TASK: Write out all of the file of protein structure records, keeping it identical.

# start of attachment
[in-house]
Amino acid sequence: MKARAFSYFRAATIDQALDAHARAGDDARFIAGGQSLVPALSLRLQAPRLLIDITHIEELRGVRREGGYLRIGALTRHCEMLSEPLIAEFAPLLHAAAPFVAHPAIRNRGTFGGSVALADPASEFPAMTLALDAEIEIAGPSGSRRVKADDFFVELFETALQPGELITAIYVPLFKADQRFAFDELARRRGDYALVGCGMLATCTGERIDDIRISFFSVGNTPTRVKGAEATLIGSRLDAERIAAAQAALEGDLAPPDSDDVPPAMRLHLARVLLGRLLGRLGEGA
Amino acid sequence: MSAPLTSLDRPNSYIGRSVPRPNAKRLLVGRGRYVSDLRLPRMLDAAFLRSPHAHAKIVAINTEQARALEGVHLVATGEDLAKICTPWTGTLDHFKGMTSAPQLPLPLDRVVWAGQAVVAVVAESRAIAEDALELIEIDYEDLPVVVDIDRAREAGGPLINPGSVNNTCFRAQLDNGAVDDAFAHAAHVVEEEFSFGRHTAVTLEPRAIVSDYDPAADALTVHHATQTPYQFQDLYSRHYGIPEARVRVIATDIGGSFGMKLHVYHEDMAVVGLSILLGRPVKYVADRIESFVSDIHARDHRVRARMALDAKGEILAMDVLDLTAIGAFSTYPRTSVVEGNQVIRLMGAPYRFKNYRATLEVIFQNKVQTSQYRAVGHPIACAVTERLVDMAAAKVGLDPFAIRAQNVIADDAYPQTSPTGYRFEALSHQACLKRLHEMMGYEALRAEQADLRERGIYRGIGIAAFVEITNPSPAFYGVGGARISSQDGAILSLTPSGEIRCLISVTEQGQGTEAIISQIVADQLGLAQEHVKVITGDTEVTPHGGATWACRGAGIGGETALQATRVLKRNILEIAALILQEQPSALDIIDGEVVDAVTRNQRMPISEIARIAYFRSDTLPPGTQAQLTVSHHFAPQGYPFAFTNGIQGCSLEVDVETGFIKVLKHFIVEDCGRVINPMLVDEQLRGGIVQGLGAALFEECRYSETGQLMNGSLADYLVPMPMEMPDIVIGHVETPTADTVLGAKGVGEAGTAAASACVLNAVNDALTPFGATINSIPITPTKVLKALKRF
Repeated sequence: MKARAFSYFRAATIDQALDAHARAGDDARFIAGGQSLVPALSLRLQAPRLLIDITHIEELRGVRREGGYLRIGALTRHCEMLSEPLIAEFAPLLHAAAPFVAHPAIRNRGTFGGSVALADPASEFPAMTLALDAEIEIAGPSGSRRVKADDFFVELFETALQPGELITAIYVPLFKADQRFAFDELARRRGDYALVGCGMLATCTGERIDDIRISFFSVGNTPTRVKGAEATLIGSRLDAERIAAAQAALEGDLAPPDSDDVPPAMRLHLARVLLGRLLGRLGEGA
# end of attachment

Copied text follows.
[in-house]
Amino acid sequence: MKARAFSYFRAATIDQALDAHARAGDDARFIAGGQSLVPALSLRLQAPRLLIDITHIEELRGVRREGGYLRIGALTRHCEMLSEPLIAEFAPLLHAAAPFVAHPAIRNRGTFGGSVALADPASEFPAMTLALDAEIEIAGPSGSRRVKADDFFVELFETALQPGELITAIYVPLFKADQRFAFDELARRRGDYALVGCGMLATCTGERIDDIRISFFSVGNTPTRVKGAEATLIGSRLDAERIAAAQAALEGDLAPPDSDDVPPAMRLHLARVLLGRLLGRLGEGA
Amino acid sequence: MSAPLTSLDRPNSYIGRSVPRPNAKRLLVGRGRYVSDLRLPRMLDAAFLRSPHAHAKIVAINTEQARALEGVHLVATGEDLAKICTPWTGTLDHFKGMTSAPQLPLPLDRVVWAGQAVVAVVAESRAIAEDALELIEIDYEDLPVVVDIDRAREAGGPLINPGSVNNTCFRAQLDNGAVDDAFAHAAHVVEEEFSFGRHTAVTLEPRAIVSDYDPAADALTVHHATQTPYQFQDLYSRHYGIPEARVRVIATDIGGSFGMKLHVYHEDMAVVGLSILLGRPVKYVADRIESFVSDIHARDHRVRARMALDAKGEILAMDVLDLTAIGAFSTYPRTSVVEGNQVIRLMGAPYRFKNYRATLEVIFQNKVQTSQYRAVGHPIACAVTERLVDMAAAKVGLDPFAIRAQNVIADDAYPQTSPTGYRFEALSHQACLKRLHEMMGYEALRAEQADLRERGIYRGIGIAAFVEITNPSPAFYGVGGARISSQDGAILSLTPSGEIRCLISVTEQGQGTEAIISQIVADQLGLAQEHVKVITGDTEVTPHGGATWACRGAGIGGETALQATRVLKRNILEIAALILQEQPSALDIIDGEVVDAVTRNQRMPISEIARIAYFRSDTLPPGTQAQLTVSHHFAPQGYPFAFTNGIQGCSLEVDVETGFIKVLKHFIVEDCGRVINPMLVDEQLRGGIVQGLGAALFEECRYSETGQLMNGSLADYLVPMPMEMPDIVIGHVETPTADTVLGAKGVGEAGTAAASACVLNAVNDALTPFGATINSIPITPTKVLKALKRF
Repeated sequence: MKARAFSYFRAATIDQALDAHARAGDDARFIAGGQSLVPALSLRLQAPRLLIDITHIEELRGVRREGGYLRIGALTRHCEMLSEPLIAEFAPLLHAAAPFVAHPAIRNRGTFGGSVALADPASEFPAMTLALDAEIEIAGPSGSRRVKADDFFVELFETALQPGELITAIYVPLFKADQRFAFDELARRRGDYALVGCGMLATCTGERIDDIRISFFSVGNTPTRVKGAEATLIGSRLDAERIAAAQAALEGDLAPPDSDDVPPAMRLHLARVLLGRLLGRLGEGA